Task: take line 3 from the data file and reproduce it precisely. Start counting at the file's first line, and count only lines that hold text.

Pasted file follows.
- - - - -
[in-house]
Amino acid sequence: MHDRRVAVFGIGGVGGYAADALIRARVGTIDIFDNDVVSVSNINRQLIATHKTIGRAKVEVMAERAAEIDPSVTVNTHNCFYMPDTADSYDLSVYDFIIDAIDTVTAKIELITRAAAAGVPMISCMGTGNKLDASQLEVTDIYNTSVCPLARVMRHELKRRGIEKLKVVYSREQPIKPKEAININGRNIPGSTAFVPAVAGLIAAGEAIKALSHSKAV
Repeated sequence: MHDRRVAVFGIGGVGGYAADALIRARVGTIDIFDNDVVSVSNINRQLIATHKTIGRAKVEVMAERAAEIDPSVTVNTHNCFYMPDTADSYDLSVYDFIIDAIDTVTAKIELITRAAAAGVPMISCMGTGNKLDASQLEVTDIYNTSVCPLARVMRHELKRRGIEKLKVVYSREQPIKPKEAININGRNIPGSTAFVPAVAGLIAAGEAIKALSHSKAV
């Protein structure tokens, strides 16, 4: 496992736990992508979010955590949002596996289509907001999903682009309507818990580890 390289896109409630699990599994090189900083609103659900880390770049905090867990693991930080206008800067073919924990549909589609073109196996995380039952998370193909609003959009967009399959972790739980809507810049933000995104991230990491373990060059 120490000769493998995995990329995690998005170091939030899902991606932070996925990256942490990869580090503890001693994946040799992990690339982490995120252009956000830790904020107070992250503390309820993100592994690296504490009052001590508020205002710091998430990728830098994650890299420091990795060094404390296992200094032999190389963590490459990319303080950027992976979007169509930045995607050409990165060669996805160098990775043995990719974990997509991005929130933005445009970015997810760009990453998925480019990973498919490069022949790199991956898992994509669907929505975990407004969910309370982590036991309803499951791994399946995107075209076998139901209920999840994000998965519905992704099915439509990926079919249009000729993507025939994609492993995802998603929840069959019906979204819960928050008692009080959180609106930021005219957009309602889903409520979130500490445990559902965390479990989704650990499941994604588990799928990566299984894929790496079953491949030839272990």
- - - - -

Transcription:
Repeated sequence: MHDRRVAVFGIGGVGGYAADALIRARVGTIDIFDNDVVSVSNINRQLIATHKTIGRAKVEVMAERAAEIDPSVTVNTHNCFYMPDTADSYDLSVYDFIIDAIDTVTAKIELITRAAAAGVPMISCMGTGNKLDASQLEVTDIYNTSVCPLARVMRHELKRRGIEKLKVVYSREQPIKPKEAININGRNIPGSTAFVPAVAGLIAAGEAIKALSHSKAV